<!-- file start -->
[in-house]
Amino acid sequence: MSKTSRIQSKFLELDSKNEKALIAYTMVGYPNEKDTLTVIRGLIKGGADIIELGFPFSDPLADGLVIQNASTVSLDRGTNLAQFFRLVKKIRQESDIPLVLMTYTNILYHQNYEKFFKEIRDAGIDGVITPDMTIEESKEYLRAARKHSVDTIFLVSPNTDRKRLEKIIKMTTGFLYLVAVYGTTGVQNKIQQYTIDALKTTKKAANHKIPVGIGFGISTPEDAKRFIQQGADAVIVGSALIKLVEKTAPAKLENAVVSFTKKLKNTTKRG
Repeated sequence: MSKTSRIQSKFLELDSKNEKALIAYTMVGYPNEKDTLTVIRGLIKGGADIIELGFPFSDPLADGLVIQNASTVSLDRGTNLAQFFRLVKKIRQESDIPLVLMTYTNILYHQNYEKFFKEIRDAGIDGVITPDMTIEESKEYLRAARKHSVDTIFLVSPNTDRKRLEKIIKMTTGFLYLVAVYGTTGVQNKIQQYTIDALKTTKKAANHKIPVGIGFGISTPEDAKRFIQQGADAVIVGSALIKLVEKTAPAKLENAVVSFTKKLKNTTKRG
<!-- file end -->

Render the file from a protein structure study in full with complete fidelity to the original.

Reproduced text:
[in-house]
Amino acid sequence: MSKTSRIQSKFLELDSKNEKALIAYTMVGYPNEKDTLTVIRGLIKGGADIIELGFPFSDPLADGLVIQNASTVSLDRGTNLAQFFRLVKKIRQESDIPLVLMTYTNILYHQNYEKFFKEIRDAGIDGVITPDMTIEESKEYLRAARKHSVDTIFLVSPNTDRKRLEKIIKMTTGFLYLVAVYGTTGVQNKIQQYTIDALKTTKKAANHKIPVGIGFGISTPEDAKRFIQQGADAVIVGSALIKLVEKTAPAKLENAVVSFTKKLKNTTKRG
Repeated sequence: MSKTSRIQSKFLELDSKNEKALIAYTMVGYPNEKDTLTVIRGLIKGGADIIELGFPFSDPLADGLVIQNASTVSLDRGTNLAQFFRLVKKIRQESDIPLVLMTYTNILYHQNYEKFFKEIRDAGIDGVITPDMTIEESKEYLRAARKHSVDTIFLVSPNTDRKRLEKIIKMTTGFLYLVAVYGTTGVQNKIQQYTIDALKTTKKAANHKIPVGIGFGISTPEDAKRFIQQGADAVIVGSALIKLVEKTAPAKLENAVVSFTKKLKNTTKRG